Urban Darwinism: How Species Are Evolving to Survive in Cities

Urban Darwinism: How Species Are Evolving to Survive in Cities

In urban areas, the forces of rapid natural selection are leading to striking genetic changes in animals. Dutch biologist Menno Schilthuizen talks to Yale e360 about the transformations seen in creatures ranging from mice in Central Park to anole lizards in Puerto Rico. 

By Diane Toomey  

The unprecedented influence that humans are exerting on the natural world is a given in this epoch of the Anthropocene. Now, in his latest book, Darwin Comes To Town, evolutionary biologist Menno Schilthuizen explores how that influence is rapidly reaching down into the genes of plants and animals.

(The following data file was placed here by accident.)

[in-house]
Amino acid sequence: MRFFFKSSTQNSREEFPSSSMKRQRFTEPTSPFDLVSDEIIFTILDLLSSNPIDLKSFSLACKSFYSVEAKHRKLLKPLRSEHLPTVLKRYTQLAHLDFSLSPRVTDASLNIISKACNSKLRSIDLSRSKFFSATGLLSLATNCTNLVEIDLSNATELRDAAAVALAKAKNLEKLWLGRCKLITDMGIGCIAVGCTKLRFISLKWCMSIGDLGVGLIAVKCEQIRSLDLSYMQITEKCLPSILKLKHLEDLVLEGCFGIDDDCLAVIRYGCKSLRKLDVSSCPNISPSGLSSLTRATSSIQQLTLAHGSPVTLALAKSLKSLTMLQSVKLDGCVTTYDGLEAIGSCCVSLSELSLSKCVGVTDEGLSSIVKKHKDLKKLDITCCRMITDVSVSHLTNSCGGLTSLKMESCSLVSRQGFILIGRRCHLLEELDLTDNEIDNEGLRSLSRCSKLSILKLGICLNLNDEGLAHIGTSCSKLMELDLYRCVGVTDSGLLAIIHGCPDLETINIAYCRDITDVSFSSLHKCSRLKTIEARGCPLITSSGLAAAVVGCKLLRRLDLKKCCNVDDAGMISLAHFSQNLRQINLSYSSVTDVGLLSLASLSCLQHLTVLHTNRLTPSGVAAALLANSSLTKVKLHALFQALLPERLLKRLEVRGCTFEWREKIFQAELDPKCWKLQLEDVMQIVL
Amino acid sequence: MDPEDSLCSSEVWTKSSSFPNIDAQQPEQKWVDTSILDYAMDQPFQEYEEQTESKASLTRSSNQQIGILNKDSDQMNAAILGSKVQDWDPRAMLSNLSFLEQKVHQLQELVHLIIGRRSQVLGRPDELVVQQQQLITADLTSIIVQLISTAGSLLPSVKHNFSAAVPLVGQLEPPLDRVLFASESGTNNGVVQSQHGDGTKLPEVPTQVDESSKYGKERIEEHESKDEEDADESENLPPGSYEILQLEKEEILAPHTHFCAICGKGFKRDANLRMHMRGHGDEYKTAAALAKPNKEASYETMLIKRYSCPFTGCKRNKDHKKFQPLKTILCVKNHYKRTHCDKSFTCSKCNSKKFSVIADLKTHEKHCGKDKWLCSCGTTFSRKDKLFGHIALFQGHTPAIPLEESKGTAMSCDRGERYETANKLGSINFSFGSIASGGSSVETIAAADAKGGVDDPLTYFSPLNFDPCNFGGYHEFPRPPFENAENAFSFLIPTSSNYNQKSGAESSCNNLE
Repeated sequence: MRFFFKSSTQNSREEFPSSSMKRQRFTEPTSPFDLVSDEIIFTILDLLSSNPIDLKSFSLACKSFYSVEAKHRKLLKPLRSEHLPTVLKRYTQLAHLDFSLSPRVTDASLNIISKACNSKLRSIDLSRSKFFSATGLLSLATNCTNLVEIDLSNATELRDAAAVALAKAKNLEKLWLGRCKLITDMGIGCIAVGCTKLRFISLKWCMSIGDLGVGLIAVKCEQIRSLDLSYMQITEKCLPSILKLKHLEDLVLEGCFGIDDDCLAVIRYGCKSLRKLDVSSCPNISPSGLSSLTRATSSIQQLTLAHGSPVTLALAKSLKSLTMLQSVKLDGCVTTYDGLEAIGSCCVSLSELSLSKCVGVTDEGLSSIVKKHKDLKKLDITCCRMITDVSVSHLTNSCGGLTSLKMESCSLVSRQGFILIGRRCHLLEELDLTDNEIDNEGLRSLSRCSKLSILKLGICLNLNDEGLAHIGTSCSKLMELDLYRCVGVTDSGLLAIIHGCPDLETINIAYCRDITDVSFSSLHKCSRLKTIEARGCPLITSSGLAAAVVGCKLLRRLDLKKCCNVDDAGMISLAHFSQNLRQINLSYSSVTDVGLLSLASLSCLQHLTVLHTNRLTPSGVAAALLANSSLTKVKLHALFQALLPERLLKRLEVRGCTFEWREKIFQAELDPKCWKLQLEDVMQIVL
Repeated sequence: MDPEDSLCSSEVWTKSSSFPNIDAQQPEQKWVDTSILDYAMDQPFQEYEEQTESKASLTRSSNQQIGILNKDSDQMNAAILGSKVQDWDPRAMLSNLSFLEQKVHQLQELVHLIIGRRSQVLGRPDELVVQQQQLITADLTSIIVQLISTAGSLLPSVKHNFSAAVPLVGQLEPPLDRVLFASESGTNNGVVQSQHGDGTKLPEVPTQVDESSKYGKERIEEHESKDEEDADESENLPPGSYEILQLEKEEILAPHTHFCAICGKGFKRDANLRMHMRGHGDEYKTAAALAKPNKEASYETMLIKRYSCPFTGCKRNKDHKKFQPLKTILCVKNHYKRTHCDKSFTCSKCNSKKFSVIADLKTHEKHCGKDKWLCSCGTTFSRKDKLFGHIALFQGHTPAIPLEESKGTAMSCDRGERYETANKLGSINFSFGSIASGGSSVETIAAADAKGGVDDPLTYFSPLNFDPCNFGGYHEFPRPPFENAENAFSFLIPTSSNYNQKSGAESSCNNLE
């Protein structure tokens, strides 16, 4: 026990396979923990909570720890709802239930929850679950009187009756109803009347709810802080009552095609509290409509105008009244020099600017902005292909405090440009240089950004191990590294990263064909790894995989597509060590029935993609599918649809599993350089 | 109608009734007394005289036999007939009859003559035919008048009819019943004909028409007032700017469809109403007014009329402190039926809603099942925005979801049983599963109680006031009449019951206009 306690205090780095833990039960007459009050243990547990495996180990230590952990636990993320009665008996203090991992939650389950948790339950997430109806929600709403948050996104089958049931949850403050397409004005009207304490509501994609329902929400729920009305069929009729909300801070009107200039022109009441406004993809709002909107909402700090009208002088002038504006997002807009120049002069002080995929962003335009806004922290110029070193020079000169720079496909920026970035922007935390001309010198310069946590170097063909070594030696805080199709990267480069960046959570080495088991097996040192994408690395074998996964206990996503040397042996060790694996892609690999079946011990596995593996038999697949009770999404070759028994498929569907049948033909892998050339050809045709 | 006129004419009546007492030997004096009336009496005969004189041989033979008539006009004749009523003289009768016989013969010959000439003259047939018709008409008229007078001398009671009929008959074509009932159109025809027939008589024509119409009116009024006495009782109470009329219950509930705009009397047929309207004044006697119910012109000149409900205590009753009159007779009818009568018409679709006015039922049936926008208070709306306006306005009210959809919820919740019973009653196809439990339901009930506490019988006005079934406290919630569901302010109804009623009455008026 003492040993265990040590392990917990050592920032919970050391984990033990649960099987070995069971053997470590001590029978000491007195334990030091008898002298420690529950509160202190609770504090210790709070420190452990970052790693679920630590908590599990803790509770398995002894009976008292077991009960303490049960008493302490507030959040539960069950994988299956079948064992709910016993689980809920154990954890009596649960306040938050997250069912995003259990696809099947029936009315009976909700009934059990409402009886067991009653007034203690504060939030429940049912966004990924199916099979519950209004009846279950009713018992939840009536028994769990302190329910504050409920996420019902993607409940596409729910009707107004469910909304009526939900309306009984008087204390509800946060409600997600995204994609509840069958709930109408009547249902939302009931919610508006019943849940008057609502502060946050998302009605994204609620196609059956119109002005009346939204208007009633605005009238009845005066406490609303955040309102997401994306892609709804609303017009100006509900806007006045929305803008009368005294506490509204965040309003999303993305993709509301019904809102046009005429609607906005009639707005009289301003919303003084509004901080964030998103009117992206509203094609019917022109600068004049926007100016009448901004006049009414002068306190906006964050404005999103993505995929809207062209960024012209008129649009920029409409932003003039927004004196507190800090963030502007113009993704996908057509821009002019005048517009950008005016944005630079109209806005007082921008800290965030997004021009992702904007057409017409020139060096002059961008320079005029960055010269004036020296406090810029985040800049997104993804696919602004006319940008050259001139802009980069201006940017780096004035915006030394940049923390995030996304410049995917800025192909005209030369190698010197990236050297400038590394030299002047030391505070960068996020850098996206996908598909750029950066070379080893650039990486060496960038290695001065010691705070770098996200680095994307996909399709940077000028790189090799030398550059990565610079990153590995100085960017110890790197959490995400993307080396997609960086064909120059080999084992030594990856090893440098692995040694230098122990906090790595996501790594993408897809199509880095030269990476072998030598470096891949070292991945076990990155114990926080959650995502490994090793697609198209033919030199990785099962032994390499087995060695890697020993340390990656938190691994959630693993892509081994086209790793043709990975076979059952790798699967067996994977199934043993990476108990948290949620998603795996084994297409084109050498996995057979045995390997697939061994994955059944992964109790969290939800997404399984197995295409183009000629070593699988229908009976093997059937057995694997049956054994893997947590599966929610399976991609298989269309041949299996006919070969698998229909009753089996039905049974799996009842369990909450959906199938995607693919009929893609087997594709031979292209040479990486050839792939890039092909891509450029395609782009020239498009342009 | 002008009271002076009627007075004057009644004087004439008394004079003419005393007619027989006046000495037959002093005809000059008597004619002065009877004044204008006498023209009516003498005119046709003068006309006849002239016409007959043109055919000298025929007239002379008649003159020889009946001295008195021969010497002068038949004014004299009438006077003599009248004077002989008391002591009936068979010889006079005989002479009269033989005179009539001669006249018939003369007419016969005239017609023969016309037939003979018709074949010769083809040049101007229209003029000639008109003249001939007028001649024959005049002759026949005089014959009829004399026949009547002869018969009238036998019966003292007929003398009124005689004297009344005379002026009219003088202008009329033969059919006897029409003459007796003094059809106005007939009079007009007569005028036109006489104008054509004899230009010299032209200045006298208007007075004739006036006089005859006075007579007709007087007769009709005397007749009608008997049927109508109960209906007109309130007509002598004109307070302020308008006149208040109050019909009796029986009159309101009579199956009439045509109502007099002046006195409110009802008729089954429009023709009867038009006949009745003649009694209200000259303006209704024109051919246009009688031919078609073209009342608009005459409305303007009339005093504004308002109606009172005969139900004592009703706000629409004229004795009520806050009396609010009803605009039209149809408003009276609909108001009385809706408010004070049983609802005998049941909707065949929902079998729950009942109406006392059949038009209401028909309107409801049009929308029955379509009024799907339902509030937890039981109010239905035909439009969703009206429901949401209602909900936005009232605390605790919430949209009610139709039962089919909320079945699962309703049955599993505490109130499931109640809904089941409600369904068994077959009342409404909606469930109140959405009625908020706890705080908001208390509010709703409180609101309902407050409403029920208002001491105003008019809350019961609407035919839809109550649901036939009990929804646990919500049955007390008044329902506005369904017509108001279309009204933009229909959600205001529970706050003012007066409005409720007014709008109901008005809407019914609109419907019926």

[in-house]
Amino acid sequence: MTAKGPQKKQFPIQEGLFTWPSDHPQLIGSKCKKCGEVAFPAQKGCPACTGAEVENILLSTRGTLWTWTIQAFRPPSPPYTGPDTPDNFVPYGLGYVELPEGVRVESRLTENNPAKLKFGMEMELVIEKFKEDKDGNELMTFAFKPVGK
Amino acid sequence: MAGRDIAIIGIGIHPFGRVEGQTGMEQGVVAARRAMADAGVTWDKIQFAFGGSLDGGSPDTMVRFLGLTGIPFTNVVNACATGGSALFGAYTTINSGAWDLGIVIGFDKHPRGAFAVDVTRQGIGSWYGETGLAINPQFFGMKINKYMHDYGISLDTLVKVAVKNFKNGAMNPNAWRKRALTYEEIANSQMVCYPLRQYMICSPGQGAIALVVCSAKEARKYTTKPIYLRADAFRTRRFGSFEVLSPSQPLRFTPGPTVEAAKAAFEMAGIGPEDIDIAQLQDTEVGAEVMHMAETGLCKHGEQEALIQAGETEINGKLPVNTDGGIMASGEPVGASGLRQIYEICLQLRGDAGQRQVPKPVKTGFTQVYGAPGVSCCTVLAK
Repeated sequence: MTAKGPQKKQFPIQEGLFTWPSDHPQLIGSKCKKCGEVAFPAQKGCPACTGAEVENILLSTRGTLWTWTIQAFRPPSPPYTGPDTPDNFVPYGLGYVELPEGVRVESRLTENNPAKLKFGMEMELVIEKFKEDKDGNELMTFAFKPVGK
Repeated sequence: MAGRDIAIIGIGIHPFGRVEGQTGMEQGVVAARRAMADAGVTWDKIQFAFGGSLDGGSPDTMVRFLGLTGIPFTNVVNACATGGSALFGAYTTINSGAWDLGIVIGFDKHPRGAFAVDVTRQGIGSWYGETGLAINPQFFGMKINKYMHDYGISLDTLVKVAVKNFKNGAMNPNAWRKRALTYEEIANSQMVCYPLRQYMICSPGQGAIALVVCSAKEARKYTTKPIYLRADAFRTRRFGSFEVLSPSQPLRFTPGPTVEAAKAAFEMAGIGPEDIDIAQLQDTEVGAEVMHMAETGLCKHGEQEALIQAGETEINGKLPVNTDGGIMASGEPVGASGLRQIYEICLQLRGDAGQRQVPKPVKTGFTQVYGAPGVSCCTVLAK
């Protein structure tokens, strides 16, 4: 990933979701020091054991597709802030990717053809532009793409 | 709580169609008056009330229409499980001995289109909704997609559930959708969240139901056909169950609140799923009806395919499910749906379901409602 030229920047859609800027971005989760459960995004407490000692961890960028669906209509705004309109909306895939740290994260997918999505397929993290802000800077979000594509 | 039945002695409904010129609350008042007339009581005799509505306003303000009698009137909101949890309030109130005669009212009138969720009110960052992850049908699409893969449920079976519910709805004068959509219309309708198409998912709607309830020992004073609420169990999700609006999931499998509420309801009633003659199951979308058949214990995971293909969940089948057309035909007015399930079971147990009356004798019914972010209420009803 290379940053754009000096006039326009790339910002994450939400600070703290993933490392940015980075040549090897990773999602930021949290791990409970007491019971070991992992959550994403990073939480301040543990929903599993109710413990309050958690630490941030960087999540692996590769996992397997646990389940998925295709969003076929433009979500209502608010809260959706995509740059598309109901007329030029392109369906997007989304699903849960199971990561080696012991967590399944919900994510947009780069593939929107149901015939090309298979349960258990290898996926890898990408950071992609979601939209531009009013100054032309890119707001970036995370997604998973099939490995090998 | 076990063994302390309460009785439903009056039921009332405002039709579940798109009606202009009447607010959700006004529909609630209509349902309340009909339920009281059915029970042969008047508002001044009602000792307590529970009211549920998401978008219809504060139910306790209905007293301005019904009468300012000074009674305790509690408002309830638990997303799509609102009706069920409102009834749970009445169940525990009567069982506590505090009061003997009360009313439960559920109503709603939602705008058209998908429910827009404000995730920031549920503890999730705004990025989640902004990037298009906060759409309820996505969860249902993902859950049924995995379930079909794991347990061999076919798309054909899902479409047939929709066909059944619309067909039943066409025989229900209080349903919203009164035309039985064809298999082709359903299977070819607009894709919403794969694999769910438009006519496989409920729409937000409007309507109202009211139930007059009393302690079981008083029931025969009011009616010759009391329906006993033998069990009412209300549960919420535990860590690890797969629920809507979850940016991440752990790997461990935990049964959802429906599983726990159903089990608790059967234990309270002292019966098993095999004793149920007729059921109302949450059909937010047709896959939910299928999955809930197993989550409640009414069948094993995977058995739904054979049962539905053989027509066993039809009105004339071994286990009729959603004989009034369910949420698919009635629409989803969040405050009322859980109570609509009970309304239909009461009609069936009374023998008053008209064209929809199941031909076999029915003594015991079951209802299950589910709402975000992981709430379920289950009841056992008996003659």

In an interview with Yale Environment 360, Schilthuizen, a researcher at the Naturalis Biodiversity Center in the Netherlands and a professor at Leiden University, describes how, through fast-paced natural selection, creatures in cities and suburbs are genetically evolving to deal with the omnipresence of humans. Examples abound. Urban populations of some birds, adjusting to traffic noise, are becoming hard-wired to sing at a higher pitch than their country cousins. White-footed mice in Central Park are evolving to better deal with the fatty foods that New Yorkers serendipitously drop their way. Caribbean lizards are undergoing genetically driven physical changes so they can better maneuver along urban surfaces that are far smoother than the rough bark of trees…